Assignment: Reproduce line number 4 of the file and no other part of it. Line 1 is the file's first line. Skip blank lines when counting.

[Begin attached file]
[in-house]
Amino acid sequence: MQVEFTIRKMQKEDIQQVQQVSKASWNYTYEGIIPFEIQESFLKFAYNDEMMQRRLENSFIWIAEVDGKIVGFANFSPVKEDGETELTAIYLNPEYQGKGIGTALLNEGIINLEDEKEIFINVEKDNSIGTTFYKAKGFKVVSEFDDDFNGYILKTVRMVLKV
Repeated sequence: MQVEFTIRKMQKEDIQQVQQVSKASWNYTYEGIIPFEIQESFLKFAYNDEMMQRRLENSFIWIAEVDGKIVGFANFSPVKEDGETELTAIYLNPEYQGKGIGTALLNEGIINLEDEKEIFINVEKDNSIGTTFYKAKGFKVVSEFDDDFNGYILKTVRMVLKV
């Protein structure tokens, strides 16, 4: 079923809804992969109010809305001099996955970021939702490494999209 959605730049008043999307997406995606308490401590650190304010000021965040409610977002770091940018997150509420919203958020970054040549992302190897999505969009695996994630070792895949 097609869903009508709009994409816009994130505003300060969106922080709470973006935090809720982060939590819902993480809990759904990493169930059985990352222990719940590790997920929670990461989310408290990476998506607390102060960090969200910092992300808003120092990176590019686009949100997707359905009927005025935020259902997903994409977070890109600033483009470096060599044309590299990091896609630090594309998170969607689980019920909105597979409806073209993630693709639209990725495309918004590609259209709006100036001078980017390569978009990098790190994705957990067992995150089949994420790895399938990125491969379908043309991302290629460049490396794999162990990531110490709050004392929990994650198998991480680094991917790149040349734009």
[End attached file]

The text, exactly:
């Protein structure tokens, strides 16, 4: 079923809804992969109010809305001099996955970021939702490494999209 959605730049008043999307997406995606308490401590650190304010000021965040409610977002770091940018997150509420919203958020970054040549992302190897999505969009695996994630070792895949 097609869903009508709009994409816009994130505003300060969106922080709470973006935090809720982060939590819902993480809990759904990493169930059985990352222990719940590790997920929670990461989310408290990476998506607390102060960090969200910092992300808003120092990176590019686009949100997707359905009927005025935020259902997903994409977070890109600033483009470096060599044309590299990091896609630090594309998170969607689980019920909105597979409806073209993630693709639209990725495309918004590609259209709006100036001078980017390569978009990098790190994705957990067992995150089949994420790895399938990125491969379908043309991302290629460049490396794999162990990531110490709050004392929990994650198998991480680094991917790149040349734009």